Promoting trade in environmental goods and low-carbon technologies can be a powerful tool to combat the climate crisis. The transition to a low-carbon economy will only be possible if green goods and technologies – everything from septic tanks and catalytic converters for vehicles to biofuels and mercury-free batteries – are developed, deployed and diffused at an unprecedented pace. Looking at the share of environmental imports and exports to total imports and exports in 2022, we find that Germany, Japan and South Korea are the largest producers of green goods, but Germany, the UK and France are the largest consumers. Between 2000 and 2022, Germany has seen the largest increase in exports of environmental goods as a share of GDP (+6.9pps), followed by South Korea (6.2pps) and China (5.0pps), while US exports fell by -1.3pp over the same period. Some small economies also have a comparative advantage: In 2022, North Macedonia, the Slovak Republic and Hungary had the largest green trade surplus (measured as a percentage of GDP) due to their specialization in a few environmental products that account for a significant share of their exports.
Removing tariffs on green goods could boost exports volumes by over +10% per year, which amounts to about USD184bn. Barriers to trade in environmental products are still significant, with tariffs at a high 5.4% compared to 8.6% for all good. Given ambitious plans to develop domestic green industries, there is a risk of seeing further tariffs on green goods. But this would be counterproductive: Reducing the cost of importing green goods would make them more affordable and accessible to consumers and businesses alike, as well as stimulating competition among producers, driving innovation domestically and globally. However, the main obstacle to green trade is protectionism in the form of non-tariff measures such as technical barriers to trade or export-related measures. To remove these barriers and accelerate the green transition, international cooperation needs to move from regional to multilateral.
There can be no green trade without green shipping. Approximately 11bn tons of goods are carried by sea every year worldwide (85% of total global trade), a figure that is estimated to triple by 2050. Though maritime transportation is currently responsible for only about 3% of global greenhouse-gas emissions, this share could surge to 17% by mid-century if no action is taken today. Carriers know that besides being a challenge, decarbonizing also represents a market-gain opportunity for those players that are ahead in the greening of their fleets, as rising demand for clean transportation will give them carbon pricing power. As of today, 13 of the world’s 30 largest shipping companies have already set a net-zero target between 2040 and 2060 and the sector’s capex is expected to continue growing in 2023 and 2024 after two record years. However, it will need to invest a minimum of USD23bn per year to achieve its climate targets.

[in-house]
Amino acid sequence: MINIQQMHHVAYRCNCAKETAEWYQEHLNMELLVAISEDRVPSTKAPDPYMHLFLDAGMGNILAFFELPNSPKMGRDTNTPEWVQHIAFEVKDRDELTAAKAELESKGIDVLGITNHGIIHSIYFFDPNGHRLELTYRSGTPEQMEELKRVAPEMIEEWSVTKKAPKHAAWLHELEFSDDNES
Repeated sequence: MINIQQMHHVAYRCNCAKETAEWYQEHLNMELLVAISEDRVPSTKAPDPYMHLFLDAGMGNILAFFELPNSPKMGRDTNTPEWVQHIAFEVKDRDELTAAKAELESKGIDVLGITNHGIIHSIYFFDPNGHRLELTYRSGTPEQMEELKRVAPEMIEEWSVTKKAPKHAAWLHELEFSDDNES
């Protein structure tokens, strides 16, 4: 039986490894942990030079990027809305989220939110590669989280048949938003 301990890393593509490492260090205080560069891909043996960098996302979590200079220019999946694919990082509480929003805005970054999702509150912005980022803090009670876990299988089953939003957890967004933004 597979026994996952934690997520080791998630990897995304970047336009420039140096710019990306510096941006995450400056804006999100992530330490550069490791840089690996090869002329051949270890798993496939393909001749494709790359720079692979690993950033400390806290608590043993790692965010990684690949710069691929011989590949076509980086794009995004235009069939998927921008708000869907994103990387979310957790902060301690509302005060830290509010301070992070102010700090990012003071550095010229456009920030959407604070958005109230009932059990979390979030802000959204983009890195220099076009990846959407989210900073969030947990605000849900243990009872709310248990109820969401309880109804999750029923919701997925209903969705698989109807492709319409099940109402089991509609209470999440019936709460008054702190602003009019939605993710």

The EU is leading in the adoption of carbon-pricing mechanisms affecting global trade. The EU is taking steps to address shipping emissions by including them in the EU Emission Trading System (EU ETS) and implementing the EU Carbon Border Adjustment Mechanism (EU CBAM). This move aims to align with climate objectives, promote energy efficiency and low-carbon fuels and level the playing field for EU industries. The inclusion of shipping emissions in the EU ETS could lead to a +20% increase in maritime transport costs and a -11% reduction in shipping demand. Additionally, if the EU CBAM incentivizes carbon pricing policies in non-OECD countries, it could significantly lower the carbon intensities of their exports.
Coherent policy action is needed to reap the benefits of green trade and we see five main calls for action. First, leading economies should re-engage in promoting and facilitating green trade to help increase the supply and lower the price of green technologies. Second, all stakeholders need to agree on what counts as a green product. Third, governments should give clear guidelines and standards for sustainable production and consumption through appropriate labelling (green scores) and public price subsidies. Fourth, customs duties for green products need to be reduced further or even removed to make them more affordable for consumers, which would require a deep reform of the WTO most-favoured-nation tariffs. Finally, governments need to redirect excess savings towards financing companies that produce a green product, while implementing additional tax breaks for those businesses. From a regulatory perspective, financing could be eased if “green loans” were to be introduced within the next Basel regulations for the banking sector.